elbow as we know them formed in 1997, although the band’s roots can be traced back to 1990 when a 16 year-old Guy Garvey formed a seemingly typical sixth form band with some friends. Seven years, two name changes and one successful run in a local battle of the bands later, elbow signed to Island Records and entered the studio for the first time, under the supervision of producer Steve Osbourne, to record an album that never came to be, after the band were dropped from their label following Island’s sell out to the Universal Music Group. Six of the tracks recorded for this album would land on their debut with V2 Records, 2001’s Asleep in the Back, an album that established many of the salient musical themes that have recurred on their subsequent material. Garvey’s smooth and polished vocals, the band’s decadent use of a wide array of instrumentation, and an approach to songwriting that seemed to be destined for the headlining slot on the main stage at festivals have come together on the group’s material to refine an unequivocally unique presence in the popular rock music of today. Despite the band having tailored their evidently fruitful formula for mainstream musical success, it wouldn’t be until the release of elbow’s fourth studio album in 2007, The Seldom Seen Kid, and its megahits Grounds for Divorce and One Day Like This, that the group would be launched into the stardom that has since made them a household name in art rock. Nonetheless, in spite of their success, elbow have stayed true to their unique sound, with little evidence of their heightened commercial acclaim pressuring the band to alter their sound or image. As expected, this trend carries onto their latest studio effort, Little Fictions, and is, in fact, arguably slightly exacerbated. Much of elbow’s individual sound has been crafted around their incorporation of elaborate instrumentation into their pieces, so the collaborative efforts with Mancunian symphony orchestra The Hallé that appear on this record feel like somewhat of a natural progression for the group. In certain regards, some of the material on Little Fictions feels like a breath of fresh air for elbow, but their tried and tested formula is still as present as ever.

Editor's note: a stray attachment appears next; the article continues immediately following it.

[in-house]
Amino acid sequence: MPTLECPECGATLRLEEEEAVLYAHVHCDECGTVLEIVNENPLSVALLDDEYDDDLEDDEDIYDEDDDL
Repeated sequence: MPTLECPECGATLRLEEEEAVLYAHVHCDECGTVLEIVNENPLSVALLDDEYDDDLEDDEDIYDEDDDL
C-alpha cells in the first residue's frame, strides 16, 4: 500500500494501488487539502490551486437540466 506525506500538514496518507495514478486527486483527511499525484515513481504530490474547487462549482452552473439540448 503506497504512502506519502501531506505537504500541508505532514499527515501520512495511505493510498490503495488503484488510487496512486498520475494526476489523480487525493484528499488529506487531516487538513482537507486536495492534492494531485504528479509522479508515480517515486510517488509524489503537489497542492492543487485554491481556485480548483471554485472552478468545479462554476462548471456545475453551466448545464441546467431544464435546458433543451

Typically, elbow have saved their hit singles to be featured a few songs into their albums’ tracklisting, but Magnificent (She Says), the lead single from Little Fictions, is up first here. Whilst an interesting decision in some regards, it certainly sees a strong start to the record with its classy yet anthemic atmosphere. Perhaps one of the most well-refined songs of elbow’s career, it’s easy to imagine muddy festival-goers chanting along to this chorus in time with Garvey’s finger-points. Musically, this track is very well-crafted, making use of the indulgent instrumentation at the band’s disposal in moderation, as to allow for this composition to gradually blossom until the grandiose and beautiful ending. The steady drum groove, accompanied with some lovely fluttering bass lines and simple parts from the guitar and keys provide a great foundation for the piece, allowing Garvey to successfully convey his gentle but powerful vocal melodies. String sections are commonplace on elbow songs, but here, they are used to the best effect possible. They first enter during the pre-chorus with a subtle sense of urgency and this vibe carries over into the chorus, where it is contrasted to great effect with Garvey’s beautiful swooping vocal line. At the very backend of this cut, the strings step up to the forefront of the mix and provide a delicate and charming melody that ends this epic of a song on a high note. Indeed, Magnificent (She Says) really stands out as a highlight not just on this album, but as one of the better songs elbow have ever written, with a masterful amount of musical prowess displayed in virtually all of this track’s details.